The Organic Research Center

Newbury, United Kingdom

The Organic Research Center

Newbury, United Kingdom
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Pautasso M.,CNRS Center of Evolutionary and Functional Ecology | Doring T.F.,The Organic Research Center | Garbelotto M.,University of California at Berkeley | Pellis L.,Imperial College London | Jeger M.J.,Imperial College London
European Journal of Plant Pathology | Year: 2012

There has been a remarkable scientific output on the topic of how climate change is likely to affect plant diseases. This overview addresses the need for review of this burgeoning literature by summarizing opinions of previous reviews and trends in recent studies on the impacts of climate change on plant health. Sudden Oak Death is used as an introductory case study: Californian forests could become even more susceptible to this emerging plant disease, if spring precipitations will be accompanied by warmer temperatures, although climate shifts may also affect the current synchronicity between host cambium activity and pathogen colonization rate. A summary of observed and predicted climate changes, as well as of direct effects of climate change on pathosystems, is provided. Prediction and management of climate change effects on plant health are complicated by indirect effects and the interactions with global change drivers. Uncertainty in models of plant disease development under climate change calls for a diversity of management strategies, from more participatory approaches to interdisciplinary science. Involvement of stakeholders and scientists from outside plant pathology shows the importance of trade-offs, for example in the land-sharing vs. sparing debate. Further research is needed on climate change and plant health in mountain, boreal, Mediterranean and tropical regions, with multiple climate change factors and scenarios (including our responses to it, e. g. the assisted migration of plants), in relation to endophytes, viruses and mycorrhiza, using long-term and large-scale datasets and considering various plant disease control methods. © 2012 KNPV.

Hietala S.,Mtt Agrifood Research Finland | Smith L.,The Organic Research Center | Knudsen M.T.,University of Aarhus | Kurppa S.,Mtt Agrifood Research Finland | And 2 more authors.
Organic Agriculture | Year: 2015

Dairy farming is the largest agricultural contributor to greenhouse gas emissions in Europe. In this study, the carbon footprint of organic dairying was evaluated by means of a life cycle assessment, based on real farm data from six European countries: Austria, Belgium, Denmark, Finland, Italy and United Kingdom. A total of 34 farms were analysed. The assessment was carried out using an attributional approach with system boundaries from cradle to farm gate. In relation to dairy production, a functional unit of 1 kg of energy corrected milk was used. The results gave an average of 1.32 kg CO2 equivalents per kilogramme of energy-corrected milk with standard deviation of 0.22, which is consistent with recent studies. The main contributor to this is enteric fermentation from producing animals, resulting in 45 % of total GHG emissions, which is also consistent with previous studies. © 2014, Springer Science+Business Media Dordrecht.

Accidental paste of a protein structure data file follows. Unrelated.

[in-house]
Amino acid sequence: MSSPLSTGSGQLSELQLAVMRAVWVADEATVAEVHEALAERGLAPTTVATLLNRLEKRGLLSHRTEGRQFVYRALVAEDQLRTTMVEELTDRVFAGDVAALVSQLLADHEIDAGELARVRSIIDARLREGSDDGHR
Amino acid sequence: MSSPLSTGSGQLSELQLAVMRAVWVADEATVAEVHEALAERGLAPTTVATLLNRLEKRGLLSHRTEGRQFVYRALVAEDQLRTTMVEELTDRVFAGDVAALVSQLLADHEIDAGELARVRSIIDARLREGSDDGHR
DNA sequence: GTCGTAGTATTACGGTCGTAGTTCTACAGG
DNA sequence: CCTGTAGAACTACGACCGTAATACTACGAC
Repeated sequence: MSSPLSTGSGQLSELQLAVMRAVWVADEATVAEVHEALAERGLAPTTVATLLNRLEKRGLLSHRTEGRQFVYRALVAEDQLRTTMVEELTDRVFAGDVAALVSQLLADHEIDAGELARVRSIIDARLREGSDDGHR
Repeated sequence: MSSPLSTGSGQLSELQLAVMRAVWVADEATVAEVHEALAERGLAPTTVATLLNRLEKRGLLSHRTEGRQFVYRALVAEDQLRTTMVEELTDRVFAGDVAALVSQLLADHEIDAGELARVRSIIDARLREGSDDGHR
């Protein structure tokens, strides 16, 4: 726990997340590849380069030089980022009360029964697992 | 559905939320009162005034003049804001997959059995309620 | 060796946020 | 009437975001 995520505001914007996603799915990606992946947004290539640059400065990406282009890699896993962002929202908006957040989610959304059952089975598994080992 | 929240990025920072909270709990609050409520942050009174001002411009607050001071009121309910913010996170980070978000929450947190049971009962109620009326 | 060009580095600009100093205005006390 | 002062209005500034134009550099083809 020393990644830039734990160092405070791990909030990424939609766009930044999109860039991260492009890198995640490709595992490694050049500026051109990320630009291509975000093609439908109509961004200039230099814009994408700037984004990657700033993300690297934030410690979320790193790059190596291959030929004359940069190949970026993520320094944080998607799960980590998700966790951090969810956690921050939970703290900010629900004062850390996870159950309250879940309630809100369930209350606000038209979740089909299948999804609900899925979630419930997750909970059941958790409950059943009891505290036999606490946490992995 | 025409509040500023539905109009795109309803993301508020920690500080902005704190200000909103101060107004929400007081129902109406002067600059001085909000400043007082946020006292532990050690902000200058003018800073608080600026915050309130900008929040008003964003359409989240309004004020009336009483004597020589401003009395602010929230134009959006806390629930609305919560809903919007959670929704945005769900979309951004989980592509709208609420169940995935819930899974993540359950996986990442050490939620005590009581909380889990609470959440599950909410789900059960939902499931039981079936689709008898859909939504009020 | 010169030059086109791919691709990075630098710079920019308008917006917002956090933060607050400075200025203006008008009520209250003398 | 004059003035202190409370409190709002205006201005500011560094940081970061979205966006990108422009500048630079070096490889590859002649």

Marchand F.,Belgium Institute for Agricultural and Fisheries Research | Marchand F.,University of Antwerp | Debruyne L.,Belgium Institute for Agricultural and Fisheries Research | Triste L.,Belgium Institute for Agricultural and Fisheries Research | And 4 more authors.
Ecology and Society | Year: 2014

Although the literature on sustainability assessment tools to support decision making in agriculture is rapidly growing, little attention has been paid to the actual tool choice. We focused on the choice of more complex integrated indicator-based tools at the farm level. The objective was to determine key characteristics as criteria for tool choice. This was done with an in-depth comparison of 2 cases: the Monitoring Tool for Integrated Farm Sustainability and the Public Goods Tool. They differ in characteristics that may influence tool choice: data, time, and budgetary requirements. With an enhanced framework, we derived 11 key characteristics to describe differences between the case tools. Based on the key characteristics, we defined 2 types of indicator-based tools: full sustainability assessment (FSA) and rapid sustainability assessment (RSA). RSA tools are more oriented toward communicating and learning. They are therefore more suitable for use by a larger group of farmers, can help to raise awareness, trigger farmers to become interested in sustainable farming, and highlight areas of good or bad performance. If and when farmers increase their commitment to on-farm sustainability, they can gain additional insight by using an FSA tool. Based on complementary and modular use of the tools, practical recommendations for the different end users, i.e., researchers, farmers, advisers, and so forth, have been suggested. © 2014 by the author(s).